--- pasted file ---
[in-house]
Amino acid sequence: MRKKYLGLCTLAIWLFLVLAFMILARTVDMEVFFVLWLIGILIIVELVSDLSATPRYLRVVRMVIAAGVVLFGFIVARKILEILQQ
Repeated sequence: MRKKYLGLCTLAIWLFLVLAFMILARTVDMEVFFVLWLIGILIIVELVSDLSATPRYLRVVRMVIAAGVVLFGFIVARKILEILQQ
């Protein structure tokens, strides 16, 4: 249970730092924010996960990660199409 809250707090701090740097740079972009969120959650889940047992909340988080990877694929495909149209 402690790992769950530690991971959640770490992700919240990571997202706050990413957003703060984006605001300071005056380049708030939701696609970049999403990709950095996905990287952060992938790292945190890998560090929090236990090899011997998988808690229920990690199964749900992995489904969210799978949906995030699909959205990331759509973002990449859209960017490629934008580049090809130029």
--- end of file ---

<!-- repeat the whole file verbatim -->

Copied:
[in-house]
Amino acid sequence: MRKKYLGLCTLAIWLFLVLAFMILARTVDMEVFFVLWLIGILIIVELVSDLSATPRYLRVVRMVIAAGVVLFGFIVARKILEILQQ
Repeated sequence: MRKKYLGLCTLAIWLFLVLAFMILARTVDMEVFFVLWLIGILIIVELVSDLSATPRYLRVVRMVIAAGVVLFGFIVARKILEILQQ
């Protein structure tokens, strides 16, 4: 249970730092924010996960990660199409 809250707090701090740097740079972009969120959650889940047992909340988080990877694929495909149209 402690790992769950530690991971959640770490992700919240990571997202706050990413957003703060984006605001300071005056380049708030939701696609970049999403990709950095996905990287952060992938790292945190890998560090929090236990090899011997998988808690229920990690199964749900992995489904969210799978949906995030699909959205990331759509973002990449859209960017490629934008580049090809130029």